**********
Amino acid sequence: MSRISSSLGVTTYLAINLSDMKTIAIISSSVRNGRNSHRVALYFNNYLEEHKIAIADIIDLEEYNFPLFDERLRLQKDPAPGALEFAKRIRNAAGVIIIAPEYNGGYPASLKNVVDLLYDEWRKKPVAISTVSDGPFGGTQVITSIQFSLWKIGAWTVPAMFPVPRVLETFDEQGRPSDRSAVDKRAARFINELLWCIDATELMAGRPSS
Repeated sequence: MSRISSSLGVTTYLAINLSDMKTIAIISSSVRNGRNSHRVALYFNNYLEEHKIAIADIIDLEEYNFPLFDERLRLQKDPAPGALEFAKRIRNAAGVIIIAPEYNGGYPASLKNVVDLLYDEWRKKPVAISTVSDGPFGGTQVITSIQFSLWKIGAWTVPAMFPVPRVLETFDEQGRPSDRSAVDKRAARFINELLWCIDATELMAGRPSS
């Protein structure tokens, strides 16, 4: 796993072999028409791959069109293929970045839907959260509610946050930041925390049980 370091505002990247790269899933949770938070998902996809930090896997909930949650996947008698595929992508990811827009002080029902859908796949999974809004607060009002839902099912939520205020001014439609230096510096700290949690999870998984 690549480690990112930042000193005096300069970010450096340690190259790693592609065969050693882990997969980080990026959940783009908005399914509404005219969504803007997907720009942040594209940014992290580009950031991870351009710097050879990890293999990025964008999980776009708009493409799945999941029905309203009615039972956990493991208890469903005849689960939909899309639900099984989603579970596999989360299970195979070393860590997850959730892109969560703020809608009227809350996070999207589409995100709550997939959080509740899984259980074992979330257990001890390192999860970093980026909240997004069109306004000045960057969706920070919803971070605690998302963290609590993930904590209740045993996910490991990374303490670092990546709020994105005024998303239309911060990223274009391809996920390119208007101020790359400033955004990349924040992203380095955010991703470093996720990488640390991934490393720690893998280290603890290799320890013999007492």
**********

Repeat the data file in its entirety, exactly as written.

Amino acid sequence: MSRISSSLGVTTYLAINLSDMKTIAIISSSVRNGRNSHRVALYFNNYLEEHKIAIADIIDLEEYNFPLFDERLRLQKDPAPGALEFAKRIRNAAGVIIIAPEYNGGYPASLKNVVDLLYDEWRKKPVAISTVSDGPFGGTQVITSIQFSLWKIGAWTVPAMFPVPRVLETFDEQGRPSDRSAVDKRAARFINELLWCIDATELMAGRPSS
Repeated sequence: MSRISSSLGVTTYLAINLSDMKTIAIISSSVRNGRNSHRVALYFNNYLEEHKIAIADIIDLEEYNFPLFDERLRLQKDPAPGALEFAKRIRNAAGVIIIAPEYNGGYPASLKNVVDLLYDEWRKKPVAISTVSDGPFGGTQVITSIQFSLWKIGAWTVPAMFPVPRVLETFDEQGRPSDRSAVDKRAARFINELLWCIDATELMAGRPSS
């Protein structure tokens, strides 16, 4: 796993072999028409791959069109293929970045839907959260509610946050930041925390049980 370091505002990247790269899933949770938070998902996809930090896997909930949650996947008698595929992508990811827009002080029902859908796949999974809004607060009002839902099912939520205020001014439609230096510096700290949690999870998984 690549480690990112930042000193005096300069970010450096340690190259790693592609065969050693882990997969980080990026959940783009908005399914509404005219969504803007997907720009942040594209940014992290580009950031991870351009710097050879990890293999990025964008999980776009708009493409799945999941029905309203009615039972956990493991208890469903005849689960939909899309639900099984989603579970596999989360299970195979070393860590997850959730892109969560703020809608009227809350996070999207589409995100709550997939959080509740899984259980074992979330257990001890390192999860970093980026909240997004069109306004000045960057969706920070919803971070605690998302963290609590993930904590209740045993996910490991990374303490670092990546709020994105005024998303239309911060990223274009391809996920390119208007101020790359400033955004990349924040992203380095955010991703470093996720990488640390991934490393720690893998280290603890290799320890013999007492």